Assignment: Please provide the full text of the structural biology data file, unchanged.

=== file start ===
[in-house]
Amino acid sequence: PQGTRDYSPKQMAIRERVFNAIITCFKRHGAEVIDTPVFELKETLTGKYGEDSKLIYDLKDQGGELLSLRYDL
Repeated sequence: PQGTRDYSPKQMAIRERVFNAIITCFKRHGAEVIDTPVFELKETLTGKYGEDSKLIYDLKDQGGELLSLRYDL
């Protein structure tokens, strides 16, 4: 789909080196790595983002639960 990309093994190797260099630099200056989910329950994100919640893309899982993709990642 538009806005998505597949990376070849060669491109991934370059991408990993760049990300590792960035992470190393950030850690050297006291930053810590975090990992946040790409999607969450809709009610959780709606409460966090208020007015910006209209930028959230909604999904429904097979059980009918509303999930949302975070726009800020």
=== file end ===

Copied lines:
[in-house]
Amino acid sequence: PQGTRDYSPKQMAIRERVFNAIITCFKRHGAEVIDTPVFELKETLTGKYGEDSKLIYDLKDQGGELLSLRYDL
Repeated sequence: PQGTRDYSPKQMAIRERVFNAIITCFKRHGAEVIDTPVFELKETLTGKYGEDSKLIYDLKDQGGELLSLRYDL
């Protein structure tokens, strides 16, 4: 789909080196790595983002639960 990309093994190797260099630099200056989910329950994100919640893309899982993709990642 538009806005998505597949990376070849060669491109991934370059991408990993760049990300590792960035992470190393950030850690050297006291930053810590975090990992946040790409999607969450809709009610959780709606409460966090208020007015910006209209930028959230909604999904429904097979059980009918509303999930949302975070726009800020």